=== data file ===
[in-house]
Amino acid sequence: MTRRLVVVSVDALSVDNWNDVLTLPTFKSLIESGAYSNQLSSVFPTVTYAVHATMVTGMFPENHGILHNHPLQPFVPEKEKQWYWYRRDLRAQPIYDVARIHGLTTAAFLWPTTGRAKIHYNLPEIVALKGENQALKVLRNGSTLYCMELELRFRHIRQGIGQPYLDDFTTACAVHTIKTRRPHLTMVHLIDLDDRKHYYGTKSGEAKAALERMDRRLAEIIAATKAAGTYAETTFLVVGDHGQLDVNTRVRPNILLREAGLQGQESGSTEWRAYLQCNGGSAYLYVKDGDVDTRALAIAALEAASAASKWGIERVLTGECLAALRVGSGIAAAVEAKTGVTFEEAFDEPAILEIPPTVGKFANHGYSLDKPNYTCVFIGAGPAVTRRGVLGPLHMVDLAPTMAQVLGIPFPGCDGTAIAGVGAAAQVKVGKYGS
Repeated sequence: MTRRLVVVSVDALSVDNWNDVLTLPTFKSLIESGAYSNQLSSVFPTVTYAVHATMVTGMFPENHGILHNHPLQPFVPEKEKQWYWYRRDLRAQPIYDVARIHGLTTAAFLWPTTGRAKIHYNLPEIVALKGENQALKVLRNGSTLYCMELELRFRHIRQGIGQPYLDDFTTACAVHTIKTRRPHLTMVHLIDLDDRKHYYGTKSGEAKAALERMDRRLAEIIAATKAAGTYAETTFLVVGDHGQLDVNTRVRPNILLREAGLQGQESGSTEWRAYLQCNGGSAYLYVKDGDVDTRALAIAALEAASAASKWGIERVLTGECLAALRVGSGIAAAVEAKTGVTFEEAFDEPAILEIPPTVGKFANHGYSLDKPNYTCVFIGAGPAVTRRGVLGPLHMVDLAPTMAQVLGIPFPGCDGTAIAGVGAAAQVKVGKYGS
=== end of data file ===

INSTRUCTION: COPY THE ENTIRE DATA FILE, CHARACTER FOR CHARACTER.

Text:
[in-house]
Amino acid sequence: MTRRLVVVSVDALSVDNWNDVLTLPTFKSLIESGAYSNQLSSVFPTVTYAVHATMVTGMFPENHGILHNHPLQPFVPEKEKQWYWYRRDLRAQPIYDVARIHGLTTAAFLWPTTGRAKIHYNLPEIVALKGENQALKVLRNGSTLYCMELELRFRHIRQGIGQPYLDDFTTACAVHTIKTRRPHLTMVHLIDLDDRKHYYGTKSGEAKAALERMDRRLAEIIAATKAAGTYAETTFLVVGDHGQLDVNTRVRPNILLREAGLQGQESGSTEWRAYLQCNGGSAYLYVKDGDVDTRALAIAALEAASAASKWGIERVLTGECLAALRVGSGIAAAVEAKTGVTFEEAFDEPAILEIPPTVGKFANHGYSLDKPNYTCVFIGAGPAVTRRGVLGPLHMVDLAPTMAQVLGIPFPGCDGTAIAGVGAAAQVKVGKYGS
Repeated sequence: MTRRLVVVSVDALSVDNWNDVLTLPTFKSLIESGAYSNQLSSVFPTVTYAVHATMVTGMFPENHGILHNHPLQPFVPEKEKQWYWYRRDLRAQPIYDVARIHGLTTAAFLWPTTGRAKIHYNLPEIVALKGENQALKVLRNGSTLYCMELELRFRHIRQGIGQPYLDDFTTACAVHTIKTRRPHLTMVHLIDLDDRKHYYGTKSGEAKAALERMDRRLAEIIAATKAAGTYAETTFLVVGDHGQLDVNTRVRPNILLREAGLQGQESGSTEWRAYLQCNGGSAYLYVKDGDVDTRALAIAALEAASAASKWGIERVLTGECLAALRVGSGIAAAVEAKTGVTFEEAFDEPAILEIPPTVGKFANHGYSLDKPNYTCVFIGAGPAVTRRGVLGPLHMVDLAPTMAQVLGIPFPGCDGTAIAGVGAAAQVKVGKYGS